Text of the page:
South-East has right to take shot at presidency — Ikpeazu

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The Governor of Abia State, Okezie Ikpeazu, has said the South-East has the right to produce Nigeria’s next president because the region has a better understanding of the country.

Ikpeazu said this while addressing State House correspondents after a visit to the President, Major General Muhammadu Buhari (retd.), in Abuja on Thursday.

“I think that the southeasterners have a right to take a shot at the presidency of Nigeria and I dare say that our qualification starts from the fact that we understand and know Nigeria better than the other states of Nigeria.

“I dare say, this is my opinion. We go everywhere, we are everywhere, we invest everywhere, we are Pan-Nigerian people,” he said.

“Today, a lot of people are afraid of Sambisa, but for an Igbo man, Sambisa is a business opportunity,” he added.

Ikpeazu said the next president of Nigerian must have a Pan-Nigerian mentality with understanding of all the contending interests and influences in the country.

“The question of Nigerian president of southeast extraction is a national question that required negotiation, discussion and conversation with all parts of this country and I am least qualified to determine what happens in 2023.

“I also want to spend my time supporting the incumbent president to do his time and do his best while we wait for what will begin to unfold. So, these are my views about the presidency.

“In the first place, anybody who wants to aspire to the highest post of the presidency must have what I regard as Pan-Nigerian mentality. He must be somebody who has an understanding of all the contending interests and influences in this country. He must understand that we are a country of diversity with the different persuasions, traditions, cultures and religions. All of these must be put in a place where you can understand and respect them.

“That individual must also be somebody who is ready to accommodate the youths of this country without necessarily throwing away the experienced ones, he must be able to find a labyrinth of all the interests.

“He must also reflect an extreme women agenda. He must be investor-friendly and an individual who understands the nuances of economics, the relationship between international politics and economy. The person must be strong enough to face up to the issue on the front burner, which is security.

“He must be able to create jobs, he must be able to not deploy the kinetic device all the time, he must able to also listen and negotiate peace.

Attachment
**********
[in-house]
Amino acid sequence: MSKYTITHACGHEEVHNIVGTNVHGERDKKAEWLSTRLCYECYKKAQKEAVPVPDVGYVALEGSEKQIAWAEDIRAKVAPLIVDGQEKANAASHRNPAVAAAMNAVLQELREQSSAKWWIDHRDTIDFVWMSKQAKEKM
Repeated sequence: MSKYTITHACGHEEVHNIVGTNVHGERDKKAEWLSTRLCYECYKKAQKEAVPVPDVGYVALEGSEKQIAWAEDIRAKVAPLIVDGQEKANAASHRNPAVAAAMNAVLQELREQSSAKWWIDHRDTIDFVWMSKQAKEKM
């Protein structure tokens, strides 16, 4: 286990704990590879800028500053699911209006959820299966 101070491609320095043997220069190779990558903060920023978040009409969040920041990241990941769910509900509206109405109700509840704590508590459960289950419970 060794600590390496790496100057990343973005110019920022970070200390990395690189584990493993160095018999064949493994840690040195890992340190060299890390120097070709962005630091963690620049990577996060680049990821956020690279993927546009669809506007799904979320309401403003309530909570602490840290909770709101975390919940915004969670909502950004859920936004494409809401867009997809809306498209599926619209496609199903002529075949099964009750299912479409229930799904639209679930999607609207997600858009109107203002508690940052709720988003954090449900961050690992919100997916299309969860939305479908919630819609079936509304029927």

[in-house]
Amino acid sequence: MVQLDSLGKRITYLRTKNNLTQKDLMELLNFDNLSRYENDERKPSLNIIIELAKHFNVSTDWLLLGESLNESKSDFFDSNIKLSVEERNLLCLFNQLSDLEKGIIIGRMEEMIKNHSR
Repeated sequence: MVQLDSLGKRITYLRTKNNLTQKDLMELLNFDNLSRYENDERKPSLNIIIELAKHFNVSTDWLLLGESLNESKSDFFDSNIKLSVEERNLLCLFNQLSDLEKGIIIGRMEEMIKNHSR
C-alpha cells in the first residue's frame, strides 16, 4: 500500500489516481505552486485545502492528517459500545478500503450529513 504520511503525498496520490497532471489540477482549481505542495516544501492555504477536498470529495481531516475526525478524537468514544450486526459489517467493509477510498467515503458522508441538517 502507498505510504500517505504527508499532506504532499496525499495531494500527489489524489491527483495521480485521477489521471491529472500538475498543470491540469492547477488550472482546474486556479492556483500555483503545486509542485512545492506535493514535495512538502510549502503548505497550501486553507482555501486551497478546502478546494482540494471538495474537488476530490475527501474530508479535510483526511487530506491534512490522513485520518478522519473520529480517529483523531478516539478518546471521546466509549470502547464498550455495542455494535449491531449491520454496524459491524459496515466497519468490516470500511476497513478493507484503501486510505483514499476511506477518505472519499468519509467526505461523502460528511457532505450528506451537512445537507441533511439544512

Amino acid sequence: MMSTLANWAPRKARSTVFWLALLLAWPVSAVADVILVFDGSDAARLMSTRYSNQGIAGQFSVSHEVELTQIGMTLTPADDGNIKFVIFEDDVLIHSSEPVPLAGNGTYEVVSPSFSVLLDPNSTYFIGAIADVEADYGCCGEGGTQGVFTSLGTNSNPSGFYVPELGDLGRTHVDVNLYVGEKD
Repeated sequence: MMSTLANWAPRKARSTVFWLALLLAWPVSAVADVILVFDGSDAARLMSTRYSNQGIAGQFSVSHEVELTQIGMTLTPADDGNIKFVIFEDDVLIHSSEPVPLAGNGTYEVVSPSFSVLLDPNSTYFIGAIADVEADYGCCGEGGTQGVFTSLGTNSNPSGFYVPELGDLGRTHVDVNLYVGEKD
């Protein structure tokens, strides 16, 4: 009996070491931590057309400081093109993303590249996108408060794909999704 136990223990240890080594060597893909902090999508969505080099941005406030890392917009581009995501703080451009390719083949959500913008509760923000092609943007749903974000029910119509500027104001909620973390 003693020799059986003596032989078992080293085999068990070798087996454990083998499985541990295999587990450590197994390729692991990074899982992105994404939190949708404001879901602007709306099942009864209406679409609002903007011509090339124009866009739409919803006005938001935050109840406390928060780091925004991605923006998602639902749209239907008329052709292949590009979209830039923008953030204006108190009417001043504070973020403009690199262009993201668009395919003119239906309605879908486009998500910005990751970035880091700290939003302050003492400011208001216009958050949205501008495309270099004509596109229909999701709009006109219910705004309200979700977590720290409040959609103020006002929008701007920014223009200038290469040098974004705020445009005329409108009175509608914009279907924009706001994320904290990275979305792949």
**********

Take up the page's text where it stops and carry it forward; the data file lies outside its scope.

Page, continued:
“I’m a Christian and my religion believes that if you seek peace you will find it. So, that which you seek is not commonplace. We must be able to dredge up courage to listen to one another and then find a middle course all the time for the interest of our people.

“The political parties need to be sensitive to the feelings of the various contending ground because politics should not be a ‘winners take all’ thing.

“It’s not at all times that you want to use your might, at times you listen even to those whom you think are weak or those whom you think may not be able to find themselves at the centre stage due to circumstances.

“Because if you don’t do that, you will bottle up sentiments that will implode the system going forward. So, you must be able to create ventilations from here and there so that you can accommodate diverse opinions and have strategies to help you run the country.

“So, all the political parties should be alive to this sentiments and feelings in taking decisions going forward. We are at a critical point in our history. Anything that is self-serving, anything that is selfish, anything that leads to winner takes all mentality should be jettisoned at this time. We need to rescue our nation; we need to work hard to put Nigeria on a strong footing before we can begin to look at other things.

“So, if we have this at the back of our minds, my thinking is that we will arrive at the fact that there is a geo-political zone that has been clamoring and yearning for an opportunity to lead.

“And we should be gracious and magnanimous enough to give consideration to such yearnings and aspiration.

“But as I said earlier it cannot not be done in isolation. It’s not a matter of ‘I have to.’ It’s a matter of negotiation, conversation and discussion going forward.

“And I think Nigeria is alive to all of that. We can find people who listen,” the Governor said.